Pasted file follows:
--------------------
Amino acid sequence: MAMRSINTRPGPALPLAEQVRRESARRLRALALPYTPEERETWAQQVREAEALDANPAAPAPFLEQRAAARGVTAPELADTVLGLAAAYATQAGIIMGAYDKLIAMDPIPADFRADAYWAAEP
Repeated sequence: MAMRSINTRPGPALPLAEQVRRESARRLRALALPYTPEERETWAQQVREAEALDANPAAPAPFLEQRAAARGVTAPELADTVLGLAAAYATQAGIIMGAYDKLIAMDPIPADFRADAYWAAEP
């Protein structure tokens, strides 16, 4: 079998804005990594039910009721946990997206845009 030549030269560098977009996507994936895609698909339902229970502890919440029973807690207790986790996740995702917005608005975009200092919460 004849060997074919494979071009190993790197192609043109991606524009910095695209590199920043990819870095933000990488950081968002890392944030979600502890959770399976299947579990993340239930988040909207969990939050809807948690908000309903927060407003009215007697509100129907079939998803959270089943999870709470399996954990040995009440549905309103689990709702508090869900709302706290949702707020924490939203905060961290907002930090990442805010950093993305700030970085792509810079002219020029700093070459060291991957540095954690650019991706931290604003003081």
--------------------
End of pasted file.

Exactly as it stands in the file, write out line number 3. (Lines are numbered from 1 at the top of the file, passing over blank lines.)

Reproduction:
């Protein structure tokens, strides 16, 4: 079998804005990594039910009721946990997206845009 030549030269560098977009996507994936895609698909339902229970502890919440029973807690207790986790996740995702917005608005975009200092919460 004849060997074919494979071009190993790197192609043109991606524009910095695209590199920043990819870095933000990488950081968002890392944030979600502890959770399976299947579990993340239930988040909207969990939050809807948690908000309903927060407003009215007697509100129907079939998803959270089943999870709470399996954990040995009440549905309103689990709702508090869900709302706290949702707020924490939203905060961290907002930090990442805010950093993305700030970085792509810079002219020029700093070459060291991957540095954690650019991706931290604003003081």